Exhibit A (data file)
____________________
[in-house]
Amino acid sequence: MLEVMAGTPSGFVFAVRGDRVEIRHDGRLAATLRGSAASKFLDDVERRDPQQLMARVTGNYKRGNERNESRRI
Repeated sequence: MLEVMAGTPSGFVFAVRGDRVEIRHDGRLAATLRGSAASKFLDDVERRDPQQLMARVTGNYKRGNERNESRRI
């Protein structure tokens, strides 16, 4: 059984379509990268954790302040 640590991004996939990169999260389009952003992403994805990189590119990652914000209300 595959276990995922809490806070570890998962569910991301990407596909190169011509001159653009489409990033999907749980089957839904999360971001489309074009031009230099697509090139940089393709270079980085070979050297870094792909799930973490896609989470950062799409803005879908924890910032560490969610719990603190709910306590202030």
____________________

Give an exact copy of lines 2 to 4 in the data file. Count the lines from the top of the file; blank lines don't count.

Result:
Amino acid sequence: MLEVMAGTPSGFVFAVRGDRVEIRHDGRLAATLRGSAASKFLDDVERRDPQQLMARVTGNYKRGNERNESRRI
Repeated sequence: MLEVMAGTPSGFVFAVRGDRVEIRHDGRLAATLRGSAASKFLDDVERRDPQQLMARVTGNYKRGNERNESRRI
């Protein structure tokens, strides 16, 4: 059984379509990268954790302040 640590991004996939990169999260389009952003992403994805990189590119990652914000209300 595959276990995922809490806070570890998962569910991301990407596909190169011509001159653009489409990033999907749980089957839904999360971001489309074009031009230099697509090139940089393709270079980085070979050297870094792909799930973490896609989470950062799409803005879908924890910032560490969610719990603190709910306590202030």